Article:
Forget red and blue -- color America white.

There was snow on the ground in 49 states yesterday, with Hawaii the lone holdout.

It was the United States of Snow, thanks to an unusual combination of weather patterns that dusted the country, including the skyscrapers of Dallas, the peach trees of Atlanta and the Florida Panhandle.

More than two-thirds of the nation had snow on the ground when the day dawned, and then it snowed ever so slightly in Florida to make it 49 states out of 50.

At the same time, those weird-weather forces are turning Canada's Winter Olympics into the bring-your-own-snow games.

"I'm calling it the upside-down winter," said David Robinson, head of the Global Snow Lab at Rutgers University in New Jersey.

Snow paralyzed and fascinated the Deep South yesterday. Snowball fights broke out at the University of Southern Mississippi, snow delayed flights at Atlanta's airport, and Louisiana hardware stores ran out of snow supplies. But Portland, Maine, where snow is usually a given, had to cancel its winter festival for lack of it.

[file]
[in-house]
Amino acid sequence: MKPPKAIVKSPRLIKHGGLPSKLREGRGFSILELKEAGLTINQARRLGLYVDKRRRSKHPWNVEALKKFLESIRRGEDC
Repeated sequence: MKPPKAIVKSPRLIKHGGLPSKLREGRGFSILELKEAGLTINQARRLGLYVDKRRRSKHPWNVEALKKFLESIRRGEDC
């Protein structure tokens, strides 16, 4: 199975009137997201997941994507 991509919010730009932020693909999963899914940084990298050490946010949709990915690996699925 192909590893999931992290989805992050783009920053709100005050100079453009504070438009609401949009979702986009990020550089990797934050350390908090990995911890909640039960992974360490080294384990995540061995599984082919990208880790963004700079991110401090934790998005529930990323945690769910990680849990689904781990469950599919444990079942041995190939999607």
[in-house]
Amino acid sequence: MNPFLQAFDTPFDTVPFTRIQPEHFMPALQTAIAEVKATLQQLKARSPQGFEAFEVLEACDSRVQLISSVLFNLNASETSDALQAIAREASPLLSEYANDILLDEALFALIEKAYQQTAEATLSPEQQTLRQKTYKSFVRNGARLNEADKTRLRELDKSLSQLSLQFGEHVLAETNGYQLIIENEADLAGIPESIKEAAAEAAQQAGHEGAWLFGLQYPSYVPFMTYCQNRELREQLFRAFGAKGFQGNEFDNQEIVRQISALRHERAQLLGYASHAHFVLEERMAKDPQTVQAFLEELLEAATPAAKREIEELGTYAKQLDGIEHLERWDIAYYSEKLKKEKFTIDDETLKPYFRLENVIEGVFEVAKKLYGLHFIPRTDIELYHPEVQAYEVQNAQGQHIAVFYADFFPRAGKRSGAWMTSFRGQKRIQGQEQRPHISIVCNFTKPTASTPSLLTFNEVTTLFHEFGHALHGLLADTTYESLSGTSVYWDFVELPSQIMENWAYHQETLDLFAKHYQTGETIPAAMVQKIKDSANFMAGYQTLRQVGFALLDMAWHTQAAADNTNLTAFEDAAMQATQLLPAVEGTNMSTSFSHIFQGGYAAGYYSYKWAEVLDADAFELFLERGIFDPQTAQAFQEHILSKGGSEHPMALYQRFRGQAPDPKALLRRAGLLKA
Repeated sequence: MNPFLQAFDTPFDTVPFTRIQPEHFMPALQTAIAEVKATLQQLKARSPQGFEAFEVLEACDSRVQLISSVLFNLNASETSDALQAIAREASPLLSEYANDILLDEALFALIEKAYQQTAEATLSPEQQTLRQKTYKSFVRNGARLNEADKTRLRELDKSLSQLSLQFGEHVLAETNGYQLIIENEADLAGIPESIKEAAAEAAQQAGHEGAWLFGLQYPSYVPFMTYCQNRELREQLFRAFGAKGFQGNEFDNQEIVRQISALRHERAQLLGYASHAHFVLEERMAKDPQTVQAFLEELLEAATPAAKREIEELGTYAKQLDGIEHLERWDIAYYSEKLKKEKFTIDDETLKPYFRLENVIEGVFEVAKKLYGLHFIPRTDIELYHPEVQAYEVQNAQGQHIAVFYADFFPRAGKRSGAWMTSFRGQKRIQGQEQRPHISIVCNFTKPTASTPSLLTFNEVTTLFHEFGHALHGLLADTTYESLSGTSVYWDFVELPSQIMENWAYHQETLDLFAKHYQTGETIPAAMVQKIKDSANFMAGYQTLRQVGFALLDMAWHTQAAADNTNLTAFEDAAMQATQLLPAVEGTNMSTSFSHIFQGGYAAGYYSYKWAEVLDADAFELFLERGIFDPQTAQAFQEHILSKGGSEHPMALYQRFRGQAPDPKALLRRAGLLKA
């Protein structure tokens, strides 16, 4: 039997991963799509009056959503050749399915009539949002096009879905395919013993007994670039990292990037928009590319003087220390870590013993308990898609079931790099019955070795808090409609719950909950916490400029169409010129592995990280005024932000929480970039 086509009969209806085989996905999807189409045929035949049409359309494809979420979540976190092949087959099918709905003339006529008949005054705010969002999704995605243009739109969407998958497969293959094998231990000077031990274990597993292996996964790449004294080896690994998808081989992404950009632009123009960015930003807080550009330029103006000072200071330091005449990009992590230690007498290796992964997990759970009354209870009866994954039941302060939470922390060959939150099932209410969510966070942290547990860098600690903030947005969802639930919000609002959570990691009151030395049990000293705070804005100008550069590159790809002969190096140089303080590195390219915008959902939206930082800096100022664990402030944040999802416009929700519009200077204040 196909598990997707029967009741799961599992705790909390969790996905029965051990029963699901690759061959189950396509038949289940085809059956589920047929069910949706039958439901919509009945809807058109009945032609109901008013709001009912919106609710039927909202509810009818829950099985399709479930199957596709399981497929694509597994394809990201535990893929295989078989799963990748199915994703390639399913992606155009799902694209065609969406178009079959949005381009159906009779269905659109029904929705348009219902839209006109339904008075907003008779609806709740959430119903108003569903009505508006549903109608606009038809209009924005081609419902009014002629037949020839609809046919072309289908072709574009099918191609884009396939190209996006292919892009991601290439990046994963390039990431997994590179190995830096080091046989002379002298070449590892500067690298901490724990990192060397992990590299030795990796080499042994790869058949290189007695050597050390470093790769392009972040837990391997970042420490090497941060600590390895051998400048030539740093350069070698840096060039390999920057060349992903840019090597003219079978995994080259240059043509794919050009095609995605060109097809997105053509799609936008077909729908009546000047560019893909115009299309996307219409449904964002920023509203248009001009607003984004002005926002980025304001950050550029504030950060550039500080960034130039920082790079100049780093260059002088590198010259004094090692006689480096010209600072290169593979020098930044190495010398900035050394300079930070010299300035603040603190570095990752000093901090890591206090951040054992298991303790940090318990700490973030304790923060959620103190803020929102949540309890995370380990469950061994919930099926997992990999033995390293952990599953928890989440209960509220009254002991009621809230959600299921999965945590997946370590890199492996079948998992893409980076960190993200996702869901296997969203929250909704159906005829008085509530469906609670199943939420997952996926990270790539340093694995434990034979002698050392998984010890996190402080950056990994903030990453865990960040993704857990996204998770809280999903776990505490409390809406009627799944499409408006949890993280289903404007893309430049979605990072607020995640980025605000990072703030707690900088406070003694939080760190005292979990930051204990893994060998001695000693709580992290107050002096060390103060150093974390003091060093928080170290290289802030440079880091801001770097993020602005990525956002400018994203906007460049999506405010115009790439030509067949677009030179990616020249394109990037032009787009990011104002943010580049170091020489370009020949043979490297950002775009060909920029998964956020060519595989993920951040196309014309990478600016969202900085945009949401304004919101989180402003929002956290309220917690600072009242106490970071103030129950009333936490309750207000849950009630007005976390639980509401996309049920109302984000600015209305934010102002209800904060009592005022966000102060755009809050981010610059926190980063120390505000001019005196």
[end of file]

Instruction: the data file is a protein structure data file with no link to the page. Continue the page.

Weather geeks turned their eyes to Hawaii, where there is actually a ski club. Observers were watching the islands' mountain peaks, but nary a flake was found.

Hawaii's 13,800-foot Mauna Kea volcano, which often gets snow much of the year at its higher elevations, is the most likely place in the 50th state to have snow, but there "is nothing right now," said research meteorologist Tiziana Cherubini at the Mauna Kea Weather Center.

The idea of 50 states with snow is so strange that the federal office that collects weather statistics doesn't keep track of that number. The office can't even say whether 49 out of 50 has ever taken place before.

As of yesterday morning, 67.1 percent of the United States had snow on the ground, with the average depth 8 inches. Normally, about 40 percent or 50 percent of the country has snow cover this time of year, Robinson said.

This is after a month with the most snow cover for any December in North America in the 43 years that records have been kept. And then came January 2010, which ranked No. 8 among all months for North American snow cover, with more than 7.03 million square miles.

The all-time record is February 1978, with 7.31 million square miles. There is a chance this month could break that. It's also possible that this could be the week with the most snow cover on record, Robinson said.

Patrick Marsh, who is working on his doctorate in meteorology at the University of Oklahoma, has been trying to collect photos of snow on the ground in all 49 or 50 states. After his effort was publicized, he was flooded with photos and videos.

"It just shows that deep down inside all of us is a weather weenie, a weather fanatic," Marsh said.

Source: Associated Press